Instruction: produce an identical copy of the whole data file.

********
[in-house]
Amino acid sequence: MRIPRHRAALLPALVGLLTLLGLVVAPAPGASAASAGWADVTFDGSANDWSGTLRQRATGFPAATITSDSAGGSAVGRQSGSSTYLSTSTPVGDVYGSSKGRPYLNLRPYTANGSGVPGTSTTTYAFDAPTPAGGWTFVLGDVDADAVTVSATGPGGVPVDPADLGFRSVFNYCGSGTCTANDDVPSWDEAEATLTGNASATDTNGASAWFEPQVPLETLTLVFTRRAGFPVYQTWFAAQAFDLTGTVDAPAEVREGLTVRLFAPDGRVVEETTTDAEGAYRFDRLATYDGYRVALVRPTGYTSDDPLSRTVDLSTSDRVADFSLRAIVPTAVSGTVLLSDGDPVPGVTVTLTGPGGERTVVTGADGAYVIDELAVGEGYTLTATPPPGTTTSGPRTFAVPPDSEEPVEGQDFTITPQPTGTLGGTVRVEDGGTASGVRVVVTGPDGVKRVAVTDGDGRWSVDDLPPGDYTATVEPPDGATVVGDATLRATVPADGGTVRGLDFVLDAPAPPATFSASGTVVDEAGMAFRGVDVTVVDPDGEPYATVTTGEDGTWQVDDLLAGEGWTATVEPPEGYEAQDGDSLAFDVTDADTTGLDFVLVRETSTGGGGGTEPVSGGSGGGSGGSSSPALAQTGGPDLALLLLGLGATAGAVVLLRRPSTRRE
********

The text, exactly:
[in-house]
Amino acid sequence: MRIPRHRAALLPALVGLLTLLGLVVAPAPGASAASAGWADVTFDGSANDWSGTLRQRATGFPAATITSDSAGGSAVGRQSGSSTYLSTSTPVGDVYGSSKGRPYLNLRPYTANGSGVPGTSTTTYAFDAPTPAGGWTFVLGDVDADAVTVSATGPGGVPVDPADLGFRSVFNYCGSGTCTANDDVPSWDEAEATLTGNASATDTNGASAWFEPQVPLETLTLVFTRRAGFPVYQTWFAAQAFDLTGTVDAPAEVREGLTVRLFAPDGRVVEETTTDAEGAYRFDRLATYDGYRVALVRPTGYTSDDPLSRTVDLSTSDRVADFSLRAIVPTAVSGTVLLSDGDPVPGVTVTLTGPGGERTVVTGADGAYVIDELAVGEGYTLTATPPPGTTTSGPRTFAVPPDSEEPVEGQDFTITPQPTGTLGGTVRVEDGGTASGVRVVVTGPDGVKRVAVTDGDGRWSVDDLPPGDYTATVEPPDGATVVGDATLRATVPADGGTVRGLDFVLDAPAPPATFSASGTVVDEAGMAFRGVDVTVVDPDGEPYATVTTGEDGTWQVDDLLAGEGWTATVEPPEGYEAQDGDSLAFDVTDADTTGLDFVLVRETSTGGGGGTEPVSGGSGGGSGGSSSPALAQTGGPDLALLLLGLGATAGAVVLLRRPSTRRE